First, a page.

Take a look on my site at how I live, and how long I've lived that way. I assure you I am not alone, though admittedly I'm further "out there" - or perhaps, further advanced- than most. Living simply does not require giving anything up, and in fact actually enriches life. I do not pine for cable TV, nor a refrigerator.

There is a good scientist in California (name, of course, escaping me) who did extensive calculations on "real need"- and determined that in the US we truly need only 1% (one percent) of the energy we consume- industry included, I think.

He is, of course, extensively ignored and jeered at; but I'm pretty sure he's very close to right.


Traditional? So is high infant mortality. When you find that 1% link, be sure to post it. It sounds like interesting reading.

Nonetheless, I will congratulate you on finding a lifestyle that works well for you. I think it might be a very good solution, in an ideal world. Still, I suspect that if you are able to persuade even 1% of humanity to take that path by choice, you would still stand only a meager chance of creating a perceptible impact on the future. Therein lies the rub, I think. Perhaps you feel we will all get there eventually by necessity. You could very well be right. Certainly, your approach would make that a certainty. I, however, do no aspire to have my grand-children living in the "traditional" manner of the peasants of central India. Therefore, I will not mock science as is done here. It is why we do not live as we did in 12th century.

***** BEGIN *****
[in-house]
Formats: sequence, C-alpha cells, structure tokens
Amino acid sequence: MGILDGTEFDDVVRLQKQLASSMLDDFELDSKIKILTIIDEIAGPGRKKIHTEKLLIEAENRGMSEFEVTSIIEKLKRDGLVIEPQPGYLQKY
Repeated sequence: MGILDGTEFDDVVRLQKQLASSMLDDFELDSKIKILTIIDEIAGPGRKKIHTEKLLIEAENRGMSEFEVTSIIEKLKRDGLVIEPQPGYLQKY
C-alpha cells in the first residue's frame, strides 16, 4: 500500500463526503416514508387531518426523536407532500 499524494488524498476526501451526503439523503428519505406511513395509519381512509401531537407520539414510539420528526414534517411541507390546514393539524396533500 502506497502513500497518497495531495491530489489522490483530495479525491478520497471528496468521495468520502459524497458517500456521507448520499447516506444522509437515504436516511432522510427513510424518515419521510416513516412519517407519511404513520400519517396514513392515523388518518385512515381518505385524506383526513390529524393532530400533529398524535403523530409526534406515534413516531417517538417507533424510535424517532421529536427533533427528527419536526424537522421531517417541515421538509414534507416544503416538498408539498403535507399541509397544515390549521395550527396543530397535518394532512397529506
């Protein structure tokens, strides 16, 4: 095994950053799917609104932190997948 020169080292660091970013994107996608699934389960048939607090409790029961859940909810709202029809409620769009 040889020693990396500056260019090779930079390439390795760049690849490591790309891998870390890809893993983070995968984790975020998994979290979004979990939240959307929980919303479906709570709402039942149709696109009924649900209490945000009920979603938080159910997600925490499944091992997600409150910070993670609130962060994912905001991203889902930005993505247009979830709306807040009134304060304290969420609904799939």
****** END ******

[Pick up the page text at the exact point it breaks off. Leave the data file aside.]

By Dennis Denuto (not verified) on 14 Feb 2010 #permalink